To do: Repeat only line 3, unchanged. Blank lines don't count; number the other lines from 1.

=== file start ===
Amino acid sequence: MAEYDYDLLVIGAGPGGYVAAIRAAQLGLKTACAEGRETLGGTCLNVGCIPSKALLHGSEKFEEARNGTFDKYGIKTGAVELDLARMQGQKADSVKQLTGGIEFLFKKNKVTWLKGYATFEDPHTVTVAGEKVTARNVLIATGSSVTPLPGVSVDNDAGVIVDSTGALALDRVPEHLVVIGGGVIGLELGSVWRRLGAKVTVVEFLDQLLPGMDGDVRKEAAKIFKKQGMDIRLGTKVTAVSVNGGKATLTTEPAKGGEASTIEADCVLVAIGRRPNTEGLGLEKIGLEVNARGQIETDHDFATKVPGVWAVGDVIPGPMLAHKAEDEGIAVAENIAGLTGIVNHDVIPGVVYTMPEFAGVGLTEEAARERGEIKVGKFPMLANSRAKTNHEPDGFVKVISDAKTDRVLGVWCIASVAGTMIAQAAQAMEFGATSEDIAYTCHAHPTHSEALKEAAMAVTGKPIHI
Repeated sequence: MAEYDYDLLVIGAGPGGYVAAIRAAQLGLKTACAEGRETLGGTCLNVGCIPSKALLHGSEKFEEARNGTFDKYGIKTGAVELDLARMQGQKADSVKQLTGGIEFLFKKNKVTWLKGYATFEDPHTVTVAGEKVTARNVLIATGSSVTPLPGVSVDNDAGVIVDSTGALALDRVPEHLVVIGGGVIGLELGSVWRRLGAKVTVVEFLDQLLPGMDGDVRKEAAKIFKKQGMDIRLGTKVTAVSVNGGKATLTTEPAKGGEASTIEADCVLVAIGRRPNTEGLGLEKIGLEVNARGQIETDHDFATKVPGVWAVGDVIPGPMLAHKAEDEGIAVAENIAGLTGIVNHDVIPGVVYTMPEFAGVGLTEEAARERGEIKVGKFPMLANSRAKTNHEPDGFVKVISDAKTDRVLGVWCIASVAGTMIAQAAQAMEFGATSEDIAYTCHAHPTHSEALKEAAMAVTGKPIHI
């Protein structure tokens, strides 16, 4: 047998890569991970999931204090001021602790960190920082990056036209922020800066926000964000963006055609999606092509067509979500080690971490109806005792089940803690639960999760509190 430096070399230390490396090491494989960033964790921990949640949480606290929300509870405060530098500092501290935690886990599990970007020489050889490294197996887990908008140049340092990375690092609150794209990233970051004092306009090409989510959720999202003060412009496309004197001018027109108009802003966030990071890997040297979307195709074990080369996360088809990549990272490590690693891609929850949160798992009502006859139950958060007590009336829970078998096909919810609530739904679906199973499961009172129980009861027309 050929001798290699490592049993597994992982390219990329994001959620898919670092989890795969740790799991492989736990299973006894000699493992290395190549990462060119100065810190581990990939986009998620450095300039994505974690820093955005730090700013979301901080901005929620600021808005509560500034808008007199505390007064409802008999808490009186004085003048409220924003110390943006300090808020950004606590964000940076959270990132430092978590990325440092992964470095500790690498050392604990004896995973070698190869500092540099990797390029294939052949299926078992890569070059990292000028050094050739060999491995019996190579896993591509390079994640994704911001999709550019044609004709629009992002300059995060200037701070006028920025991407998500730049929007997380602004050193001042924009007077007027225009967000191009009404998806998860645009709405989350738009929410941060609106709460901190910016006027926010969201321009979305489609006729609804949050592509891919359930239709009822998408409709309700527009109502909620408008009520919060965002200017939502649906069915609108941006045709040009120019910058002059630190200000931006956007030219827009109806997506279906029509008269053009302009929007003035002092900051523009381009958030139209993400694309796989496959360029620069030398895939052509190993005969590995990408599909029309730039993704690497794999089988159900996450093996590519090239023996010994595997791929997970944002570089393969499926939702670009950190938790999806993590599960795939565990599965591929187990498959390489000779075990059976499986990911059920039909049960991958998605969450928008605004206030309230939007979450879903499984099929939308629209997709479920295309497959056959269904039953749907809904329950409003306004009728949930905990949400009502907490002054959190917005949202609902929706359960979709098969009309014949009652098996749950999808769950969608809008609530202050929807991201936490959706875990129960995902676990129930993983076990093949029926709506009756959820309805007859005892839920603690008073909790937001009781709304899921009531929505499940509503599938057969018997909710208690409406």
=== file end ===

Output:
């Protein structure tokens, strides 16, 4: 047998890569991970999931204090001021602790960190920082990056036209922020800066926000964000963006055609999606092509067509979500080690971490109806005792089940803690639960999760509190 430096070399230390490396090491494989960033964790921990949640949480606290929300509870405060530098500092501290935690886990599990970007020489050889490294197996887990908008140049340092990375690092609150794209990233970051004092306009090409989510959720999202003060412009496309004197001018027109108009802003966030990071890997040297979307195709074990080369996360088809990549990272490590690693891609929850949160798992009502006859139950958060007590009336829970078998096909919810609530739904679906199973499961009172129980009861027309 050929001798290699490592049993597994992982390219990329994001959620898919670092989890795969740790799991492989736990299973006894000699493992290395190549990462060119100065810190581990990939986009998620450095300039994505974690820093955005730090700013979301901080901005929620600021808005509560500034808008007199505390007064409802008999808490009186004085003048409220924003110390943006300090808020950004606590964000940076959270990132430092978590990325440092992964470095500790690498050392604990004896995973070698190869500092540099990797390029294939052949299926078992890569070059990292000028050094050739060999491995019996190579896993591509390079994640994704911001999709550019044609004709629009992002300059995060200037701070006028920025991407998500730049929007997380602004050193001042924009007077007027225009967000191009009404998806998860645009709405989350738009929410941060609106709460901190910016006027926010969201321009979305489609006729609804949050592509891919359930239709009822998408409709309700527009109502909620408008009520919060965002200017939502649906069915609108941006045709040009120019910058002059630190200000931006956007030219827009109806997506279906029509008269053009302009929007003035002092900051523009381009958030139209993400694309796989496959360029620069030398895939052509190993005969590995990408599909029309730039993704690497794999089988159900996450093996590519090239023996010994595997791929997970944002570089393969499926939702670009950190938790999806993590599960795939565990599965591929187990498959390489000779075990059976499986990911059920039909049960991958998605969450928008605004206030309230939007979450879903499984099929939308629209997709479920295309497959056959269904039953749907809904329950409003306004009728949930905990949400009502907490002054959190917005949202609902929706359960979709098969009309014949009652098996749950999808769950969608809008609530202050929807991201936490959706875990129960995902676990129930993983076990093949029926709506009756959820309805007859005892839920603690008073909790937001009781709304899921009531929505499940509503599938057969018997909710208690409406």